Skip to main content
U.S. flag

An official website of the United States government

For patients

Telehealth during the COVID-19 emergency

Telehealth may be a helpful option any time, but it’s especially important to know about during the COVID-19 public health emergency. Virtual visits protect you — and your doctor — from possibly spreading or getting COVID-19.

If you’re having a medical emergency, call 911. If you aren’t sure, read when to seek emergency care.

I’m worried that I have COVID-19.

If you think you may have COVID-19 or have been exposed to it, it’s critical that you self-isolate. Follow these steps to get the care you need.

Start by using a COVID-19 self-assessment tool.

For everyone’s safety — and to reduce the burden on the health care system — use an automated COVID-19 self-assessment tool before you contact a doctor. Here are two self-assessment tools based on information from the Centers for Disease Control and Prevention (CDC):

A self-assessment tool will ask you a few questions about:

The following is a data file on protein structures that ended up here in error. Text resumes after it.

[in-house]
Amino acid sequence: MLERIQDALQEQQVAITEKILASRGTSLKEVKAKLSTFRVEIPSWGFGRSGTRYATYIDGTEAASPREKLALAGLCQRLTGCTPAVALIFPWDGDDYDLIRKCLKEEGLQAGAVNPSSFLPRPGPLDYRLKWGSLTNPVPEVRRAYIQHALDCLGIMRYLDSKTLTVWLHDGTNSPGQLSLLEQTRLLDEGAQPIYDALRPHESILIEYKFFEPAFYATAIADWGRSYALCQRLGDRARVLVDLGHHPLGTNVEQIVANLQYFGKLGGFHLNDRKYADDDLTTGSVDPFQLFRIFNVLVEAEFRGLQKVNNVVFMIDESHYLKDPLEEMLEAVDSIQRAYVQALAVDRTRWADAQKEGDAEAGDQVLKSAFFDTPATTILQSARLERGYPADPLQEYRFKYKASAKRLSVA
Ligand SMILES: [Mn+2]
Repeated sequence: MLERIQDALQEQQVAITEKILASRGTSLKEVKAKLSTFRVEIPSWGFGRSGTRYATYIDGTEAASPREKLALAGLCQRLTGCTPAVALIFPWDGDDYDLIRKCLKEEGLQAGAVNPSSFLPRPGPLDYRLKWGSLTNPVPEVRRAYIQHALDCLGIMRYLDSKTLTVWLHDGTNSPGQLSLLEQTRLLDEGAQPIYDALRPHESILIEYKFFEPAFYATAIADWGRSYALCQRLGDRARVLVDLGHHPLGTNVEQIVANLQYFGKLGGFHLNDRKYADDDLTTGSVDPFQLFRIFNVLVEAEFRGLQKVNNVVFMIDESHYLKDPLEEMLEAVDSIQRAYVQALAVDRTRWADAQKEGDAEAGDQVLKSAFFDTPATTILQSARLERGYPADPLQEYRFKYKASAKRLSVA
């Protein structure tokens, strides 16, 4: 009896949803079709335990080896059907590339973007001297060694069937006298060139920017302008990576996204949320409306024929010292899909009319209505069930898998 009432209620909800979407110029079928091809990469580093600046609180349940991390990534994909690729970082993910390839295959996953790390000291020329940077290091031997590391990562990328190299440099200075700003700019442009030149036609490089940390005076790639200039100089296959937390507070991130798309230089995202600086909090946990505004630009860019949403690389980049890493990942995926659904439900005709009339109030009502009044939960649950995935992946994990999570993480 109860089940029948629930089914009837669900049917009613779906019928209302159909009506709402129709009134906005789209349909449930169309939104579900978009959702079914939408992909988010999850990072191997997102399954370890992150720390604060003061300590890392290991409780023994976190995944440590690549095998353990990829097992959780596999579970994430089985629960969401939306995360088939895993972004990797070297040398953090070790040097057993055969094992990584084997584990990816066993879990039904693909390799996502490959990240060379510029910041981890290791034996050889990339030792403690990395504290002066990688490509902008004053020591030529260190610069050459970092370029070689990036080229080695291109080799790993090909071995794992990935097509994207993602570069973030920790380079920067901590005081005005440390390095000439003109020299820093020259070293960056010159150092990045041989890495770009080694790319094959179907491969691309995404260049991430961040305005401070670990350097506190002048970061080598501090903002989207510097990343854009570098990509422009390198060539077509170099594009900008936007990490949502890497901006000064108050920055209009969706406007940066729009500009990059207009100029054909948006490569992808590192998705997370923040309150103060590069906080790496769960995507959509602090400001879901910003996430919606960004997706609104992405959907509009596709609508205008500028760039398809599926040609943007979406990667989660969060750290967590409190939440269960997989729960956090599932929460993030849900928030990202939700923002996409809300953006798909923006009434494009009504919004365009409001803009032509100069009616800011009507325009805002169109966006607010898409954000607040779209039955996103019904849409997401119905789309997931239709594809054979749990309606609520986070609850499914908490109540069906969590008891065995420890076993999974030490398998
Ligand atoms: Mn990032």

• Any symptoms you have
  • Whether you’ve been in close physical contact with someone who’s been diagnosed with COVID-19
  • Whether you live in a community where a lot of people have been diagnosed with COVID-19
  • Any medical conditions that put you at high risk for complications if you get COVID-19

If you don’t need emergency care, talking to a doctor through telehealth may be a good solution.

Many doctors are now providing telehealth services. Contact your doctor or health insurance to ask about your options. There are also health centers and on-demand telehealth services available to everyone, including people who don’t have health insurance.

See finding telehealth options for details.

Did you know?

If you have trouble paying for phone or internet services, you may qualify for federal support through the Lifeline program exit disclaimer icon .

Write down what to tell the doctor.

If you’re going to contact a doctor about COVID-19, here are the important things to write down ahead of time:

  • Your symptoms — What are they and when they started
  • Your health — Any other health conditions you have and whether you’ve been able to take care of them during the pandemic
  • Exposure to COVID-19 — If you’ve definitely been exposed, how, and when
  • Your questions — If there’s anything specific you want to know about, either about your own health or the health of other people in your home

It’s important to take care of ourselves during this stressful time — especially since stress and anxiety can make other health problems harder to deal with. If you have a health concern, don’t ignore it. Contact your doctor for their advice.

See finding telehealth options for details.

Tip: Check out these tips on protecting yourself from COVID-19 fraud.

Last updated: January 13, 2021